Our History


The former Yellowstone Art Center opened in October in a building that once housed the historic Yellowstone County Jail. In the earliest years, there were just three staff and an operating budget of around $70,000.


Under the leadership of Director Donna Forbes, the Yellowstone Art Center achieved accreditation from the American Association of Museums.


The YAC received the Governor’s Award for Service to the Arts, leading to recognition of its statewide importance and the successful completion of a $6.2-million expansion campaign.


The new, state-of-the-art Yellowstone Art Museum opened to the public.


Monet came to Montana, along with other international artists, through a landmark exhibition of masterpieces on loan from the private collection of billionaire William I. Koch.


The YAM mounted the exhibition The Most Difficult Journey: The Poindexter Collections of Modernist Paintings. This exhibition, drawn substantially from the permanent collection, and from the holdings of the Montana Historical Society in Helena, traveled nationally. The year finished with an exhibition of Ansel Adams’s photographs, which was one of the best attended of exhibitions in the Museum’s history.


The YAM began a four-year series commemorating the Lewis & Clark Bicentennial. A retrospective exhibition of works by preeminent Montana-based sculptor Deborah Butterfield traveled nationwide. Educational programming was honored with a three-year grant from the federal Institute of Museum and Library Services (IMLS) to expand educational outreach.


The Yellowstone Art Museum celebrated its 40th year of bringing historic and regional contemporary art to the people of Montana and tourists from across the country and around the world.


Former Senior Curator Gordon McConnell and former Executive Director Terry Melton were honored with solo exhibitions.


The YAM launched a matching gift campaign to secure a generous $2.15 million grant from the Charles M. Bair Family Trust, exceeding the goal before the 2007 deadline. By the end of the year, a well-developed capital and endowment campaign were under way to sustainably expand the YAM and its programs.


The YAM received a second three-year grant from the Institute of Museum and Library Services (IMLS) to enhance and continue its stellar art education outreach program.


The YAM was the Montana recipient of a generous gift of 50 Minimalist and Conceptualist works of art from the private collections of Herb and Dorothy Vogel. The National Gallery of Art in Washington, DC, administered a program that distributed 50 works to each of the 50 states from the Vogels’ unprecedented collection.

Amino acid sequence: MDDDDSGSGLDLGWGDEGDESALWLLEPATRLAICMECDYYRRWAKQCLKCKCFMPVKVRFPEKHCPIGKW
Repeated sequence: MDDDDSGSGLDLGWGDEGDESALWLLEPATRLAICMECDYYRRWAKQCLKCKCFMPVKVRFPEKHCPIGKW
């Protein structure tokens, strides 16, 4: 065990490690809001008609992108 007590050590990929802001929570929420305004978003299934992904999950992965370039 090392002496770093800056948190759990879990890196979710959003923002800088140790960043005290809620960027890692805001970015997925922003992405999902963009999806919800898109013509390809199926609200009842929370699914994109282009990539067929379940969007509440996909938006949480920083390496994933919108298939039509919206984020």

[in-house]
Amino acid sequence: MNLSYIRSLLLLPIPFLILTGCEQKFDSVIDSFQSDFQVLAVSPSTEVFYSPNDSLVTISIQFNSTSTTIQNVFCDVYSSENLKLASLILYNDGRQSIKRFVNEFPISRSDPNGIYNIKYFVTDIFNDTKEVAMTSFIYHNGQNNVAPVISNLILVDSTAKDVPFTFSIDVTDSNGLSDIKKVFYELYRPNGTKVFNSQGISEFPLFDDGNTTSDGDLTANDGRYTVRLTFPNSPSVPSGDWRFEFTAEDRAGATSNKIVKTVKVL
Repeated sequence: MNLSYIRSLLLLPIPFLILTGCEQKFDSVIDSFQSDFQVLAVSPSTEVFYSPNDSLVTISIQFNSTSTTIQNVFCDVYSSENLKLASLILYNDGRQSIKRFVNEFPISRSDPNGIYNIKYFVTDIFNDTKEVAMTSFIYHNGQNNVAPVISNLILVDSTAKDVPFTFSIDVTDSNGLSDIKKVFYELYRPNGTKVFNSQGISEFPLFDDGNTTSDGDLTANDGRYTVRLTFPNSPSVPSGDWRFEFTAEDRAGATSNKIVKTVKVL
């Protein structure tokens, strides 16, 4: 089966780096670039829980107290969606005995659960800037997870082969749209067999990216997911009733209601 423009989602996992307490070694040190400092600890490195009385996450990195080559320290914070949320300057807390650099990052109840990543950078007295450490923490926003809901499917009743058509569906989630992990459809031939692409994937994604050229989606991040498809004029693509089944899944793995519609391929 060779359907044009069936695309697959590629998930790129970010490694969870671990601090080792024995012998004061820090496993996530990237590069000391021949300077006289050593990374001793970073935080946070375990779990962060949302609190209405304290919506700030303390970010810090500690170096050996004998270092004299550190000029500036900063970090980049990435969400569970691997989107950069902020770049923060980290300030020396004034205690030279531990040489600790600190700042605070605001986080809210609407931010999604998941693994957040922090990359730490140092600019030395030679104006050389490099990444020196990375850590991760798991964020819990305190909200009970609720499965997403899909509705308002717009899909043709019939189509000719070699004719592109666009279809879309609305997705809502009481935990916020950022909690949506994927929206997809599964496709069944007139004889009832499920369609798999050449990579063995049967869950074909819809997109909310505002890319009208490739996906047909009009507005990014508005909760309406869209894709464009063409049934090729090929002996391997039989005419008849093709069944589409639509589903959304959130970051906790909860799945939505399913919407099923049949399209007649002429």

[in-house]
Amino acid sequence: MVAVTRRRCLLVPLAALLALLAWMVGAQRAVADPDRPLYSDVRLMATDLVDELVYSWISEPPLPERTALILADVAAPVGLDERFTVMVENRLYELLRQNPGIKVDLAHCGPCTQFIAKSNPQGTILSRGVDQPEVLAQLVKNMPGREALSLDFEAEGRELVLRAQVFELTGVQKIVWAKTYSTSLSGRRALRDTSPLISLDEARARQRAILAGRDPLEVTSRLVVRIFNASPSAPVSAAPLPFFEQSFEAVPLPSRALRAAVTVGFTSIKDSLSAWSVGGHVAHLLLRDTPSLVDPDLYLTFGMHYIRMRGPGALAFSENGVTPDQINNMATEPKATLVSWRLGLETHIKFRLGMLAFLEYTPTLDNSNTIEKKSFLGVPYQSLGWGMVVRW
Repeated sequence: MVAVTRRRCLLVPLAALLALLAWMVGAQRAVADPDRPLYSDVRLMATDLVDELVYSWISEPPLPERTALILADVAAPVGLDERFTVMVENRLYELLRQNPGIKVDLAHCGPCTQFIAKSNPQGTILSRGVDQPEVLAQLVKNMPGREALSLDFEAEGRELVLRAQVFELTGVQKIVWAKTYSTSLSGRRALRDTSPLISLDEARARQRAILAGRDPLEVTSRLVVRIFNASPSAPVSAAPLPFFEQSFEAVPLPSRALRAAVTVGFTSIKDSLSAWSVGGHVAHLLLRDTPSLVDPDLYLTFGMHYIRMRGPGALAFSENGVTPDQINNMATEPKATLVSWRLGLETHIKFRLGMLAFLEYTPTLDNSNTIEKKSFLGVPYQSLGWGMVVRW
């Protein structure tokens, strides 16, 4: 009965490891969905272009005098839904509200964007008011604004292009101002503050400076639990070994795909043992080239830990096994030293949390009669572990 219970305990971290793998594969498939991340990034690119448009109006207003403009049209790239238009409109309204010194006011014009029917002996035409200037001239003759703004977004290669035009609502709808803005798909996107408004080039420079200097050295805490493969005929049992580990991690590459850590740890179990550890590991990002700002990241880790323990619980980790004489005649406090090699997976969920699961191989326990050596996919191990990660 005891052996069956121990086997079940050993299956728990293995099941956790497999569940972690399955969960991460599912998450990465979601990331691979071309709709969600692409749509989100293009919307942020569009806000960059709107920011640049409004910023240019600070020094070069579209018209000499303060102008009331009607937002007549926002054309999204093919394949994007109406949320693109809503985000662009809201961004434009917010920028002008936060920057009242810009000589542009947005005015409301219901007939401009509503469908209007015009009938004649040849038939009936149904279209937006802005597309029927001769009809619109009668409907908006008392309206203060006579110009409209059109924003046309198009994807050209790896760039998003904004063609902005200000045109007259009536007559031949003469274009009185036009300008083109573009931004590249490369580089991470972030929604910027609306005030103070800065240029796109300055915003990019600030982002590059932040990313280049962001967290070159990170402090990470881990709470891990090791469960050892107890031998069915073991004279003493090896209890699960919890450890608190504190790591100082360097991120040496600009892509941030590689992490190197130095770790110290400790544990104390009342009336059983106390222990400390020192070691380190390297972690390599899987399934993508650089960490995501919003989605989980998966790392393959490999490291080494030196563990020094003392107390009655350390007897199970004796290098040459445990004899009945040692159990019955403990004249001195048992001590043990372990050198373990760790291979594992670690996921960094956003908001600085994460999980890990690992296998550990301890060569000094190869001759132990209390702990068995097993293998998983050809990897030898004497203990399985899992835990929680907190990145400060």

In August, the YAM opened its innovative Visible Vault, a space where we store our permanent collections in a publicly accessible way. The Visible Vault also includes an artist-in-residence studio. The YAM was awarded a $600,000 grant from the Michigan-based Kresge Foundation to complete this project as well as assist with a new permanent collection gallery.


50th Banners Front Building View

The YAM was again awarded a three-year grant from the Institute of Museum and Library Services (IMLS) for its education outreach program. In June, we completed the $6-million Phase I of our Expansion Campaign, capping a five-year effort, and received record-breaking visitor attendance of Capture the Moment: The Pulitzer Prize Photographs, which opened in August 2011.


We experienced a landmark year with the unveiling of the Bair Gallery–a tremendous achievement–as well as our well-received permanent collection exhibition, Boundless Visions, which opened in August.  Due to the generosity of our donors, the museum’s endowment–the current phase of our campaign–is growing.  We hope to leave a lasting legacy that our citizens and future generations will be proud of, with an additional $2 million endowment goal by the end of our 50th anniversary in 2014.


The YAM celebrated its 50th anniversary with many amplified activities.  Face to Face, Wall to Wall was one of several extraordinary and memorable exhibitions.  The Art of the Brick® broke all previous attendance records.  The YAM published a commemorative book, and hosted many extra special events, including a sold-out gala.


Accrediation at AA48 photo by Q2The YAM has achieved accreditation by the American Alliance of Museums (AAM), the highest national recognition afforded the nation’s museums. Accreditation signifies excellence to the museum community, to governments, funders, outside agencies, and to the museum-going public. Of the nation’s estimated 35,000 museums, only about 1,000 (fewer than 3%) are currently accredited. The YAM is one of seven museums accredited in Montana.